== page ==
Who are the Rasikas? (Part 1)

It will be appropriate to explain the purpose behind reminiscing several musicians and rasikas.[1] The purpose is simply the lament that connoisseurship has decreased in today’s world.  Everywhere and in all walks of life, the business mindset reflected by the materialistic nature of people has increased.  The number of people asking the question “What do you get by listening to music?” is increasing. High-rise buildings have value. Silk clothes have value. Motor cars have value. Gold and precious stones have always had immense value. Liquor and food also have great value – among the wealthy folk. Kāvya (poetry) and Saṅgītā (music) are the ones that aren’t valued any more. If there’s a wedding in the house, it is customary for a few sounds to fill the ambience. Kāvya-vācana[2], music, etc. are part of those sounds.  The three things that have lost value in our society are:

  1. Mantra[3]
  2. Kāvya (poetry)[4]
  3. Gāna (singing, music)

The notion among today’s elites is that let such programs take place, even if mediocre, with the least expenses. I can give an example of a true story that I heard about.

An anecdote

There was a wedding at a wealthy landlord’s house, in Bangalore. It was a very lavish wedding in every aspect.  A huge pandal, decorated with buntings, colorful electric lightings, sofa, chairs, and other furnishings – everything was in abundance.

Around 4pm in the evening, the music party arrived. A main vocalist, a singer to assist, a violinist, a mridaṅga (Indian drums) player, a tāṅpura player, a person for tāḻa[5] – all six people arrived with their instruments. One of them requested the landlord to reimburse the expenses of the car.

Landlord: “Are these to be paid separately? These expenses are included in the contract.”

The musicians kept quiet, as they did not want to obstruct the event. The concert began.  At around five-thirty, one of the musicians approached the landlord and asked, “Any coffee arrangements?”

Landlord: “They are not separate. It is included in the contract,” signaling a “No” by his hand gesture. The musicians bought their own coffee.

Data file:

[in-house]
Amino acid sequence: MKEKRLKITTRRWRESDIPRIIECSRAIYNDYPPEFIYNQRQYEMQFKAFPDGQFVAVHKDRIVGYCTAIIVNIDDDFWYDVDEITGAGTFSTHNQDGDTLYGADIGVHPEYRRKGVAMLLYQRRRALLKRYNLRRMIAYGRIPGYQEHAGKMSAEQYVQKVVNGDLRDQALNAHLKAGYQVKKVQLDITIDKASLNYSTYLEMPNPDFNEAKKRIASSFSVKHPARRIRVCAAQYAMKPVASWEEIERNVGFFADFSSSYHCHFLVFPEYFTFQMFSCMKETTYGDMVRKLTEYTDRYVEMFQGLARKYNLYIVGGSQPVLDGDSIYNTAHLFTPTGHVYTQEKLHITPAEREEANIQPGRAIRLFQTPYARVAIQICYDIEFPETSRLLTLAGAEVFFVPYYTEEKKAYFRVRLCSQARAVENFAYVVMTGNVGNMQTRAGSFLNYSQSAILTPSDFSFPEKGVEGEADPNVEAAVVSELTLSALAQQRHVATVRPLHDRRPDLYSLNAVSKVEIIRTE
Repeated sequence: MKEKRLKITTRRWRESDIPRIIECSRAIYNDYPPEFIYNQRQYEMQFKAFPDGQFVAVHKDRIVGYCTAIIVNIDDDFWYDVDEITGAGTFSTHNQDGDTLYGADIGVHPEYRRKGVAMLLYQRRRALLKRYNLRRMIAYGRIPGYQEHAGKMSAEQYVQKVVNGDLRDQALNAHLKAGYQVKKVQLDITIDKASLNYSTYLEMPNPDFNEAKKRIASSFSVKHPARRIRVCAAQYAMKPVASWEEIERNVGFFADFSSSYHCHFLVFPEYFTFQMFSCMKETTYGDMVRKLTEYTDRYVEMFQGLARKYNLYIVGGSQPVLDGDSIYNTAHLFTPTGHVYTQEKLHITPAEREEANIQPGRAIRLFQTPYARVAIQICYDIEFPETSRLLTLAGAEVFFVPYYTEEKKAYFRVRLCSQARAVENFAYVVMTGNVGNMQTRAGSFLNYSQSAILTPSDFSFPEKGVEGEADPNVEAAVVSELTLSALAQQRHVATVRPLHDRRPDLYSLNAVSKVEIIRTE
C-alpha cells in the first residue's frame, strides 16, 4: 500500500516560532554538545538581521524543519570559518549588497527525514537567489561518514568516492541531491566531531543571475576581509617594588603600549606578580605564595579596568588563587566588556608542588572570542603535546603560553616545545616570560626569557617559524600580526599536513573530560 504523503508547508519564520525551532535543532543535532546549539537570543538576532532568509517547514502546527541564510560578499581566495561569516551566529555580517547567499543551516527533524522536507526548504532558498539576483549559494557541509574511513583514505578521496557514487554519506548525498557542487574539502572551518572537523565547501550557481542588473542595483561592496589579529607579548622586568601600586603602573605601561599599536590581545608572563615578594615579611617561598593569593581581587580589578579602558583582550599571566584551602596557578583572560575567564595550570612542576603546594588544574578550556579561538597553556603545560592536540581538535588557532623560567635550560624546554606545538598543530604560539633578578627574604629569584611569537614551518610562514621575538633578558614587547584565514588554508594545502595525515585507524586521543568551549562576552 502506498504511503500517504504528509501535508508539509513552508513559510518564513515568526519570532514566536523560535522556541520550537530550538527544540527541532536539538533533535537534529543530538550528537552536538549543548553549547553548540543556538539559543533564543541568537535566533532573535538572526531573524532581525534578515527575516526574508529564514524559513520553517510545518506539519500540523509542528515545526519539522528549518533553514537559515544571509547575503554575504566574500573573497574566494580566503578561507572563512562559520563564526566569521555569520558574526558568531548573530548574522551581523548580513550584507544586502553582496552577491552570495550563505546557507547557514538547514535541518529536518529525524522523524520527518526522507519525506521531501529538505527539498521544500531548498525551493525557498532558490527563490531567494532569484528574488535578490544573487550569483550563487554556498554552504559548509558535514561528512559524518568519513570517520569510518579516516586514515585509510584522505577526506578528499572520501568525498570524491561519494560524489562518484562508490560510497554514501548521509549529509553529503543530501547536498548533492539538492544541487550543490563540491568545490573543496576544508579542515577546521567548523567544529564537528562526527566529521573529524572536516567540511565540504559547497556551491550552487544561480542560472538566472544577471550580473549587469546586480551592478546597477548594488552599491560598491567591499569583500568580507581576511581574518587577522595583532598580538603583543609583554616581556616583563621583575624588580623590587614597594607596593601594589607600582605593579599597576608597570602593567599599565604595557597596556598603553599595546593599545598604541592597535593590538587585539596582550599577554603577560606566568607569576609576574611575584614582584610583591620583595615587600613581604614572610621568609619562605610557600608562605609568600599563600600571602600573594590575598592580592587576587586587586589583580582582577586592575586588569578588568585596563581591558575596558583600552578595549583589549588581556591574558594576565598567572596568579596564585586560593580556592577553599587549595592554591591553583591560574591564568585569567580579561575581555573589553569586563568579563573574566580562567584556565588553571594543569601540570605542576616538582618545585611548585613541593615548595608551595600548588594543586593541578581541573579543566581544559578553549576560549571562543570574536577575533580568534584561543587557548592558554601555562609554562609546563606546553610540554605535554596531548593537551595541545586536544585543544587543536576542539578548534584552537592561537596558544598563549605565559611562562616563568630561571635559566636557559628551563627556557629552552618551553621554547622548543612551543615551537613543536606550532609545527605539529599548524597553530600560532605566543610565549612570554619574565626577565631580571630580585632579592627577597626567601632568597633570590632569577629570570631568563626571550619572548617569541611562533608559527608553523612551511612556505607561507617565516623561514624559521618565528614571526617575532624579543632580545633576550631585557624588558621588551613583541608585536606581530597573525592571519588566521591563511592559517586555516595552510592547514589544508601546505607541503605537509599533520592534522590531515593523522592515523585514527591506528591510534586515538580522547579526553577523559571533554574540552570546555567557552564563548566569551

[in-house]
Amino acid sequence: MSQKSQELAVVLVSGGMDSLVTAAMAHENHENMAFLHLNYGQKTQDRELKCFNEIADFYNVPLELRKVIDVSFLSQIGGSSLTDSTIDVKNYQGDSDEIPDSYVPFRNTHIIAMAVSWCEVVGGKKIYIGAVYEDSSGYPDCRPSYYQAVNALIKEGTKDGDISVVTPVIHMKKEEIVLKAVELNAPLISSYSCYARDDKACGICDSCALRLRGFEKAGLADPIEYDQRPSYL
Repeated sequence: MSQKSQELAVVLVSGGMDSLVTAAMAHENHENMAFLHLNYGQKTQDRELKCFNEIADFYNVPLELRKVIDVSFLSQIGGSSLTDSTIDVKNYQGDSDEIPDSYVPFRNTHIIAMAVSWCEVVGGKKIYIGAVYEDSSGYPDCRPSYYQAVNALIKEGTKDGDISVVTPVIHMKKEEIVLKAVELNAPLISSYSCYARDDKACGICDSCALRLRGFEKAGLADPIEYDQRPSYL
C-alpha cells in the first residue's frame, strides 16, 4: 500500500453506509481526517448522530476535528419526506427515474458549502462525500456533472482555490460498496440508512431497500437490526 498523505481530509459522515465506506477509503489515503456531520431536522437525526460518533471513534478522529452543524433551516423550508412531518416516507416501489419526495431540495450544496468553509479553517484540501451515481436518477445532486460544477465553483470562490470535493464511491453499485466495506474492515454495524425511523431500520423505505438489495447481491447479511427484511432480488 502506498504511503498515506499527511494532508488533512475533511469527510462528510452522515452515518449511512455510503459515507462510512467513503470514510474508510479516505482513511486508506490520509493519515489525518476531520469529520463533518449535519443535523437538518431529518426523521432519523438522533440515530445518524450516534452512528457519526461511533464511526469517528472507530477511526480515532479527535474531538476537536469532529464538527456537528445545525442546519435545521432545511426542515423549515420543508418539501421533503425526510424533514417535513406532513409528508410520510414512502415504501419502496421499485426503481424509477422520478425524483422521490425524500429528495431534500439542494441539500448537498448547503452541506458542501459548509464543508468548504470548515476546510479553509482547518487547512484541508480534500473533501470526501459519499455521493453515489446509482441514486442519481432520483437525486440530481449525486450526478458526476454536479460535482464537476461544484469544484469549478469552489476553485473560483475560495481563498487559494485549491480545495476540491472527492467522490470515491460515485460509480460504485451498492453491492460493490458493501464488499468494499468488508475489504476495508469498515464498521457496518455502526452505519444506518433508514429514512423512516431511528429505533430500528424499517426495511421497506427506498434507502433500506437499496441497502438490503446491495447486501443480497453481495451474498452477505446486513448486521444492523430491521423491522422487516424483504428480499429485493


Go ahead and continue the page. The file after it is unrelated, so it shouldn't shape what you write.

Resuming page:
It was half past eight. Landlord said, “Time’s up.” The musicians concluded the concert with maṅgaḻam[6].

The landlord said to the musician, “What’s this, sir! You charge a considerable amount for the concert, but you waste a lot of time between each of the songs,” while garlanding him.

To the violinist, he said, “The musician was at least gasping for breath. What about you? Is it so hard to move your fingers? Why were you idle?”

The mridaṅga player was criticized too; “How hard is it to beat the drums?”

He finally stood near the tāṅpura player. “You are truly loyal. You played without taking any break. The money paid to you is worthy,” he said and garlanded him.

This is the rasikatā of the wealthy. These kind of people apparently exist even in the western countries. They are called Nouveau riche – “The New Rich.”

Encouragement from the Business Community

I can strongly proclaim that rāsikya had not fallen to such low standards in our country, about forty-five to fifty years ago. In those times, many businessmen were also music enthusiasts. Whenever the Doḍḍaṇṇa Hall in Bangalore was available, it hosted concerts of vocalist Viduṣī Rajayi, Viduṣī Sarasvati-bai’s harikathā[7], music concert of Maharajapuram Vaidyanatha Iyer and many more – In all these performances, one-third of the audience were wealthy businessmen; another one-third were officials and lawyers; remaining were commoners like me. I also knew businessmen who actively tutored music. I knew a person, a mason by profession, who went all the way to Pudukkottai, to learn khanjarā (also called khanjira)[8] from Dakshinamurthy Pillai. Both Bidaram Krishnappa and [Mysore] Vasudevacharya were patronized by the wealthy business community of Mysore.  Even a tiny village like Mulbagal generously rewarded the musicians who were invited to perform in their village. It was a golden era. Every town had enough number of people who revered the guest-scholars and extended great hospitality. There were fifty-sixty inquisitive listeners.  Out of them, at least ten were capable of providing monetary assistance. Usually, the remuneration was no less than five rupees.  Ten rupees was not uncommon. An artist would be pleased with ten rupees as remuneration. Even renowned scholars of the last forty-fifty years, were happy with ten-fifteen rupees of remuneration in those times.